There are desperate times in our lives when it seems the only hope is for God to intervene and rescue the situation. 2 Chronicles 20 of the Old Testament relates such a crisis. The Moabites and Ammonites had come to make war on Jehoshaphat. Theirs was a vast army, it was very scary. To get the full impact, read this inspiring chapter. The way the battle went was quite unconventional:

2 Chronicles 20:20 … As they set out, Jehoshaphat stood and said, “Listen to me, Judah and people of Jerusalem! Have faith in the LORD your God and you will be upheld; have faith in his prophets and you will be successful.” 21 After consulting the people, Jehoshaphat appointed men to sing to the LORD and to praise him for the splendor of his holiness as they went out at the head of the army, saying:
“Give thanks to the LORD, for his love endures forever.”

22 As they began to sing and praise, the LORD set ambushes against the men of Ammon and Moab and Mount Seir who were invading Judah, and they were defeated. 23 The men of Ammon and Moab rose up against the men from Mount Seir to destroy and annihilate them. After they finished slaughtering the men from Seir, they helped to destroy one another.

Did you see that? They sent the singers to ‘the front line’. As the singers praised, the 2 forces of the enemy destroyed and annihilated each other. Apparently, Jehoshaphat’s army didn’t so much as engage a sword.

Isn’t that just the greatest intervention you could ask for? And all from a little singing.

Note the text of what was sung – ‘Give thanks to the LORD, for his love endures forever’, also referenced in Psalm 136, the last part repeated 26 times! It also begins Psalm 118, with the second phrase recurring in the following verses 2 more times.

Upon further study, we find this passage to be standard Jewish prayer, called hallel. The entire prayer includes Psalms 113-118 and is used on particular Jewish holidays. Psalm 136 is known as “the Great Hallel” and is recited at the Passover meal preceded by the “lesser hallel”. The hallel is believed to be used as early as the encounter at the Red Sea and for various encounters of kings and leading figures in the Bible thereafter.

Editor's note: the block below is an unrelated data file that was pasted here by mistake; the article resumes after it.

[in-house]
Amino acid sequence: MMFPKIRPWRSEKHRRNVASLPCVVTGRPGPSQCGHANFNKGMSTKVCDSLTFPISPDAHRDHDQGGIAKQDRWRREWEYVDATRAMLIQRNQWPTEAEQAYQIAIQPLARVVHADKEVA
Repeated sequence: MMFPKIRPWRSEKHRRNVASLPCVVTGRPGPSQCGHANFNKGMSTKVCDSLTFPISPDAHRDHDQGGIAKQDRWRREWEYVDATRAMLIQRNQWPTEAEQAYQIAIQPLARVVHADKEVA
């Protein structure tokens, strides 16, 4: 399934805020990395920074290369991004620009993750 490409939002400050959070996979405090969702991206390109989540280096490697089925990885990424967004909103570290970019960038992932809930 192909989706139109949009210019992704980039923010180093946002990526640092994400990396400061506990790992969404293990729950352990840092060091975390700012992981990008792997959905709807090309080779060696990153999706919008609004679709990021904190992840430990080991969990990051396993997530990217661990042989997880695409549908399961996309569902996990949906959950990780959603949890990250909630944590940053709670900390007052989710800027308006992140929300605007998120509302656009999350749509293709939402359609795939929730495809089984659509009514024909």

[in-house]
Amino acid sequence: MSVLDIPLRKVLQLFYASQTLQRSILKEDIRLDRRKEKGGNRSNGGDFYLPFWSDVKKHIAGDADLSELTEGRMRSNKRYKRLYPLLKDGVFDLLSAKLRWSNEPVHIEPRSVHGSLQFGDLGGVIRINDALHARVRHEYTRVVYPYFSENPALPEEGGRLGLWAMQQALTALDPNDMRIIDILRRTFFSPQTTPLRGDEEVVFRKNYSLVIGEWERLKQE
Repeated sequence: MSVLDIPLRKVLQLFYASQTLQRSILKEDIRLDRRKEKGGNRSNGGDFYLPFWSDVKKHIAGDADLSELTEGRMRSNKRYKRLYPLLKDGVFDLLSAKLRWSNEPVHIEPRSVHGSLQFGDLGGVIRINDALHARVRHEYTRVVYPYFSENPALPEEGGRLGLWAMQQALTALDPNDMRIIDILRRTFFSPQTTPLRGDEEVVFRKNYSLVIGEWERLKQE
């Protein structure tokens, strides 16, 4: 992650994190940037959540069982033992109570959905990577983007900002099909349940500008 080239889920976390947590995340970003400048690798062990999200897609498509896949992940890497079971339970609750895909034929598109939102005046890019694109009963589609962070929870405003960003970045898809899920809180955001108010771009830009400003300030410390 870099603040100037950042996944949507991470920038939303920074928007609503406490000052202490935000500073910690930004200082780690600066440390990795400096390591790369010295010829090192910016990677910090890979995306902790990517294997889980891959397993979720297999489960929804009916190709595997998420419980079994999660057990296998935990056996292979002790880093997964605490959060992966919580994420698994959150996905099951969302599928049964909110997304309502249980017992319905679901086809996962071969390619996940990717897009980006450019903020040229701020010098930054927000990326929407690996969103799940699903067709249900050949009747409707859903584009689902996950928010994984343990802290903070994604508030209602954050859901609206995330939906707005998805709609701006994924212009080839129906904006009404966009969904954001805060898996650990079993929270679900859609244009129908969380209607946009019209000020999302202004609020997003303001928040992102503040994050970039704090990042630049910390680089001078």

Another Old Testament passage that quotes the “Give thanks…” passage, is in 2 Chronicles, chapter 5.

The scene is the dedication of the Temple, a historic and unprecedented event:
13 The trumpeters and singers joined in unison, as with one voice, to give praise and thanks to the LORD. Accompanied by trumpets, cymbals and other instruments, they raised their voices in praise to the LORD and sang:
“He is good; his love endures forever.”
Then the temple of the LORD was filled with a cloud, 14 and the priests could not perform their service because of the cloud, for the glory of the LORD filled the temple of God.
This time there were trumpets added to the singing – 120 to be exact. And what follows is a response that we’d love to experience in all our worship services – God came, overwhelmed, and they couldn’t continue.

What an intervention!

Looking at the New Testament, on a journey to Philipi, Paul and company got into trouble when casting out the demon from a possessed girl who made good money telling the future. They were attacked by a crowd, stripped, beaten (oh, would that hurt), and thrown into prison. Their response?

Acts 16:25 About midnight Paul and Silas were praying and singing hymns to God, and the other prisoners were listening to them. 26Suddenly there was such a violent earthquake that the foundations of the prison were shaken. At once all the prison doors flew open, and everybody’s chains came loose. 27The jailer woke up, and when he saw the prison doors open, he drew his sword and was about to kill himself because he thought the prisoners had escaped. 28But Paul shouted, “Don’t harm yourself! We are all here!” 29The jailer called for lights, rushed in and fell trembling before Paul and Silas. 30He then brought them out and asked, “Sirs, what must I do to be saved?”

Well we know the church was praying for Paul, and on his end, he and Silas did a little singing. We’re not sure what they sang, but by now we might suggest the “Give thanks…” passage. In any case, a good outcome for Paul and other prisoners, even better for the jailer.

Colossians 3:15 says:

‘Let the peace of Christ rule in your hearts, since as members of one body you were called to peace. And be thankful.16Let the word of Christ dwell in you richly as you teach and admonish one another with all wisdom, and as you sing psalms, hymns and spiritual songs with gratitude in your hearts to God.’

And Psalm 104:33:

I will sing to the Lord all my life.

I will sing praise to my God as long as I live.

When we are in the most difficult time and need a dramatic intervention, pray –

but don’t forget to sing!

Remember Psalm 22:3 Yet You are holy, enthroned on the praises of Israel.

Songs and hymns –

About His love:

The Love of God, O How He loves, O the Deep Deep Love of Jesus, Thy Lovingkindness, What Wondrous Love, Forever

About His mercy:

And Can It Be, Come Thou Fount, There’s a Wideness, Praise to the Lord the Almighty

and more

See our music page at:

For another viewpoint on Jehoshaphat and the above 2 Chronicles passage, see John Piper’s article,  Ambushing Satan with Song at  

I leaned of Dr. Piper’s article/sermon a couple of years after posting my thoughts as above, and was thrilled to know he had pursued the topic “back in the day”.


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